Your Ticket to: Wildlife Habituation

Featuring Craig Glatthaar & Peter Allison

December 9, 1pm (EST) on Zoom

two people standing in the background looking at five habituated meerkats in Botswana
chimpnazee in the trees in Gishwati, Rwanda
If you’ve ever wondered why animals are so at ease around humans, tune in to learn more about habituation.

Why don’t animals hide from safari goers? When you’re seeing wildlife in most destinations across East and Southern Africa, the ease at which the animals feel around safari vehicles and humans is due to a process called habituation. Years before any plans are drawn for new safari camps, teams from the national parks, researchers, and safari partners hit the ground to introduce the wildlife to the presence of human beings in a process called habituation.

Habituation makes for incredible learning and viewing experiences for human visitors, but how does it work and what are the implications of this type of training on an animal’s natural behavior?

WIlderness Safaris’ Craig Glatthaar and Natural Selection’s Peter Allison will discuss habituating species ranging from meerkats in Botswana to chimpanzees in Rwanda, what we have learned about wildlife and the role it plays in current conservation efforts. For the meerkat fans among us, pack your bags for Jack’s Camp to see them for yourselves. For those eternally on the lookout for the next new experience, Craig will discuss the progress of Wilderness’s work in Rwanda’s Gishwati Forest and beyond.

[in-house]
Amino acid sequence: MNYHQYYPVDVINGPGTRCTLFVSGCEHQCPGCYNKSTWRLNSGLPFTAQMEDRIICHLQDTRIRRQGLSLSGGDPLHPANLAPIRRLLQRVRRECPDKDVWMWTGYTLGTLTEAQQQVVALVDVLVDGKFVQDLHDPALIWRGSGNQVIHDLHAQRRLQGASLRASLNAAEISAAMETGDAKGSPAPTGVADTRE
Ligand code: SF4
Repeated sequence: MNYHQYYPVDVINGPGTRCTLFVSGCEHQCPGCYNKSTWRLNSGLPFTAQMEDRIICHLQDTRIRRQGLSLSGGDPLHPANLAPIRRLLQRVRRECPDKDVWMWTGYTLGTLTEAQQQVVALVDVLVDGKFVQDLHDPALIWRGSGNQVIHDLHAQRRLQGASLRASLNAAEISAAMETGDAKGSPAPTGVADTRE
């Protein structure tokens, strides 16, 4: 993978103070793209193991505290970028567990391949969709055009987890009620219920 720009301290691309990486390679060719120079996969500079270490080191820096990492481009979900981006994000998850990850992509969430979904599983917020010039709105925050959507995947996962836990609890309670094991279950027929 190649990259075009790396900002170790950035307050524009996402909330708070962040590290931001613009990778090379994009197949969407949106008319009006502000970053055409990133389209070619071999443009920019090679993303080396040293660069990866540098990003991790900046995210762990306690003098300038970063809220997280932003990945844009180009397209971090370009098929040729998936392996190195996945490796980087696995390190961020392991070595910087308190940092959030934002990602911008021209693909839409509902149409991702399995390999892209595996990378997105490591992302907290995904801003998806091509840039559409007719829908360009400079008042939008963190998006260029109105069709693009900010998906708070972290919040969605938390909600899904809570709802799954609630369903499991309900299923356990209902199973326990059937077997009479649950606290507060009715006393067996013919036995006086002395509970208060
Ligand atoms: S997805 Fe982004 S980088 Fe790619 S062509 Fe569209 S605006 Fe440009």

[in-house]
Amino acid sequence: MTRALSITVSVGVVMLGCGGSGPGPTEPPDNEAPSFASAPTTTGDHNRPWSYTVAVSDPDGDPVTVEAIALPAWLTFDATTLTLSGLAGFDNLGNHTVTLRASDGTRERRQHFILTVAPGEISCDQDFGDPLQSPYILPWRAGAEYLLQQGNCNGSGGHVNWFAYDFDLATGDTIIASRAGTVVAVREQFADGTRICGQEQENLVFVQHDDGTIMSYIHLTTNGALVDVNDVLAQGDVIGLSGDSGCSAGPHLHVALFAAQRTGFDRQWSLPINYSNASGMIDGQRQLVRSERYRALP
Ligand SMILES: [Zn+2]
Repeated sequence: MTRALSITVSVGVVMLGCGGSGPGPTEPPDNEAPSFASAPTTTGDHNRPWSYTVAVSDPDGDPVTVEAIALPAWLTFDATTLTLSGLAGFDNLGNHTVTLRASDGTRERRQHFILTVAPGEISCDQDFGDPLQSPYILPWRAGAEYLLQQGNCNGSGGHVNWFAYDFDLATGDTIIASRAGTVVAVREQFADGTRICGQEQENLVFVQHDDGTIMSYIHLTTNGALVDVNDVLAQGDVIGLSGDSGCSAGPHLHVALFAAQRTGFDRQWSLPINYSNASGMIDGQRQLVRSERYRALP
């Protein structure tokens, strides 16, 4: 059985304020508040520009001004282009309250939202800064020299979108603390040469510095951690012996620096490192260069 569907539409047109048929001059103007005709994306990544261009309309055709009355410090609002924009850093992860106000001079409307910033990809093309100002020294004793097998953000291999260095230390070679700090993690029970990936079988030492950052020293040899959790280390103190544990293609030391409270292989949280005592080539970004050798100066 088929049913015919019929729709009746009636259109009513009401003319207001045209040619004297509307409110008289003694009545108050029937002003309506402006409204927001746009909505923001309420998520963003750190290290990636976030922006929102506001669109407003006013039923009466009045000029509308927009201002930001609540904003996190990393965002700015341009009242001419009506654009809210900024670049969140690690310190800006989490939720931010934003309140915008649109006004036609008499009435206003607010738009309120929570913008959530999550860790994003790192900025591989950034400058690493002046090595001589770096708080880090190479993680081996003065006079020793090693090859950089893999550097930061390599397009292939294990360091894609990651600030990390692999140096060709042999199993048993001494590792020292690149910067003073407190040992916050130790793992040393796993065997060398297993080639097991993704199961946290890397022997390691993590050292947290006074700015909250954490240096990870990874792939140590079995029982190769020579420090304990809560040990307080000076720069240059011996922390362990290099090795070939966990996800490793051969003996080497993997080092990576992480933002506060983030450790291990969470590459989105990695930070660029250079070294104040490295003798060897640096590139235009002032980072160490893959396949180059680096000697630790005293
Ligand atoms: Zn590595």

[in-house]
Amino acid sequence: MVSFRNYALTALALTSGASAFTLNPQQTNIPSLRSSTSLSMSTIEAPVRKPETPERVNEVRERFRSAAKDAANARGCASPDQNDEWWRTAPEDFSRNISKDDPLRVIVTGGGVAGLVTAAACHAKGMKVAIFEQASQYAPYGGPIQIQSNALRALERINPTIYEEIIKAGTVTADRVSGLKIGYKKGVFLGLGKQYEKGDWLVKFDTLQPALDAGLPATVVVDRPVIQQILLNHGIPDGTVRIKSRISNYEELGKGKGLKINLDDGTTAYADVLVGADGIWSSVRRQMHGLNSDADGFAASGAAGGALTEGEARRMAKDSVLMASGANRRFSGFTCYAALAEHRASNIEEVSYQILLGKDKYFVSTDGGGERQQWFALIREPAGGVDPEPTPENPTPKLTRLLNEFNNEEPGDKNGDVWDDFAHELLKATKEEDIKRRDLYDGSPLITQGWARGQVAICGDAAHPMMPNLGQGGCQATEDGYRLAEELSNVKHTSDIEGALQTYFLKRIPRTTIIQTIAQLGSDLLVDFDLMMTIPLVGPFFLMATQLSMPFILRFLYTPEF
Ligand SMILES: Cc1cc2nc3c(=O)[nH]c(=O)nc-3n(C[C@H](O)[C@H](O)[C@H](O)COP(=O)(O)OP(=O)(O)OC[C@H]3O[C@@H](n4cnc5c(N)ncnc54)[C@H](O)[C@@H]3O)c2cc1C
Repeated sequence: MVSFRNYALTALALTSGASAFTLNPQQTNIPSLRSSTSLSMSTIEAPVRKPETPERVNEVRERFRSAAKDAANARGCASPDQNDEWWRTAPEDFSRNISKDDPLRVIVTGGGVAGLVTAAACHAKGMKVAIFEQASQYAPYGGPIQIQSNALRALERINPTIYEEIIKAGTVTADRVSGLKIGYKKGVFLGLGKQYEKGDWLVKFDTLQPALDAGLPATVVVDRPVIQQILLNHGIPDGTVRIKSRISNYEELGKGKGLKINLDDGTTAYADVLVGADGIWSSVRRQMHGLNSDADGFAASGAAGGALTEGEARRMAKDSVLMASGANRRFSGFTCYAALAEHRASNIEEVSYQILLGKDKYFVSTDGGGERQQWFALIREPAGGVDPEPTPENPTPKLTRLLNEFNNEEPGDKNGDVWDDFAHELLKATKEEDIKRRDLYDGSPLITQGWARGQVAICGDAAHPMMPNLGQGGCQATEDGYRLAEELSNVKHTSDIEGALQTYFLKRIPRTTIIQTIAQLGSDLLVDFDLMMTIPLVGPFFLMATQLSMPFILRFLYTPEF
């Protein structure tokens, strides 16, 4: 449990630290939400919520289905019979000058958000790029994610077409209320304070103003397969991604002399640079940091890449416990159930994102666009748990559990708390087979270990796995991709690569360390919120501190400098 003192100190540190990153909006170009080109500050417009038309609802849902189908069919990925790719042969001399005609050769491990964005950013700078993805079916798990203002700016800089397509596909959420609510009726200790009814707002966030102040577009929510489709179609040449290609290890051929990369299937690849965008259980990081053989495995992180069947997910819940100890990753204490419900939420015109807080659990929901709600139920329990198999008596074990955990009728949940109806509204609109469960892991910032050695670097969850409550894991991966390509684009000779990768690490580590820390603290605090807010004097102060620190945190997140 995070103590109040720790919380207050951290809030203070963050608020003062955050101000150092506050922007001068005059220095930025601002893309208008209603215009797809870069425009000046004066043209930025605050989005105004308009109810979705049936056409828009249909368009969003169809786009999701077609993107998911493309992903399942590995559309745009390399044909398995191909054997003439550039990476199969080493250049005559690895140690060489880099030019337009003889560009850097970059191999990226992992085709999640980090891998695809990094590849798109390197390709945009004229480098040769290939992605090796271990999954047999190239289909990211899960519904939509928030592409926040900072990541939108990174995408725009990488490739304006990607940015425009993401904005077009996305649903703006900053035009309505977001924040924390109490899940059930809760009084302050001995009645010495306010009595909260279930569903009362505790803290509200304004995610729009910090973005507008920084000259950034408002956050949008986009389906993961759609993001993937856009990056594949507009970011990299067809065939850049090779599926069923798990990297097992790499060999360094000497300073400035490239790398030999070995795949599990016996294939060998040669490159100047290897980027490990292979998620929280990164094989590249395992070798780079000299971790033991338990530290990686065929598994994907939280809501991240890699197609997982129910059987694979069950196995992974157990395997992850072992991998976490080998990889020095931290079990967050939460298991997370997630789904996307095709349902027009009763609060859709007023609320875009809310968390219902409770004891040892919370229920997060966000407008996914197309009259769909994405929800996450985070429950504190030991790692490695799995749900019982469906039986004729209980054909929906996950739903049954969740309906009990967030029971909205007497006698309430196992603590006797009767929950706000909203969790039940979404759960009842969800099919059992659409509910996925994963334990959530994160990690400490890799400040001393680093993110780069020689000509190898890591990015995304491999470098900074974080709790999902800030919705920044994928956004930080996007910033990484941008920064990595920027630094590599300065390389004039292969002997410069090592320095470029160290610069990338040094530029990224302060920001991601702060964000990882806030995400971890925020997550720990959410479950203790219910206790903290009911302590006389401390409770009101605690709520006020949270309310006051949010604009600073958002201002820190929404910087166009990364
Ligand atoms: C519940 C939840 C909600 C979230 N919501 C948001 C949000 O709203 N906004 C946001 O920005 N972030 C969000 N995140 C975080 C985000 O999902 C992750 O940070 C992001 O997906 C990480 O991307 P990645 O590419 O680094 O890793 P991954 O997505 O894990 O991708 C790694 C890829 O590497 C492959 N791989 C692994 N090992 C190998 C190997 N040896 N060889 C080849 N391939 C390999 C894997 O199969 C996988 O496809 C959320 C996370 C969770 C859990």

About Craig Glatthaar & Peter Allison, former guides, eternal wildlife aficionados

Craig’s passion for wildlife started as a child, where he could always be found outdoors, catching snakes and frogs. With an academic background in the zoological sciences and having privately guided throughout Africa, Craig is an expert on wildlife from South Africa to Rwanda. His knowledge and enthusiasm drove his success with Wilderness Safaris, where he has worked for the past decade. In addition to active research on a human wildlife conflict research study, Craig has been working with the field team in Rwanda’s Gishwati Forest on chimpanzee habituation. His sights are set on transforming travelers’ perceptions about Rwanda as an add-on gorilla destination to a country offering an all-encompassing safari.

On his nineteenth birthday, Peter, who had always loved animals, decided he would venture to Africa from his native Australia and learn to be a safari guide. After sixteen years of exploring, bartending, living, and guiding in Southern Africa, Peter went on to write three successful books recounting his humorous misadventures in the field: Whatever You Do, Don’t Run, Don’t Look Behind You, and How to Walk a Puma. In 2016, Peter joined the Natural Selection team, where he dabbles in sales, guiding, and conservation projects, including wildlife habituation. He has assisted National Geographic photographers and appeared on television shows such as Jack Hanna’s Animal Adventures.

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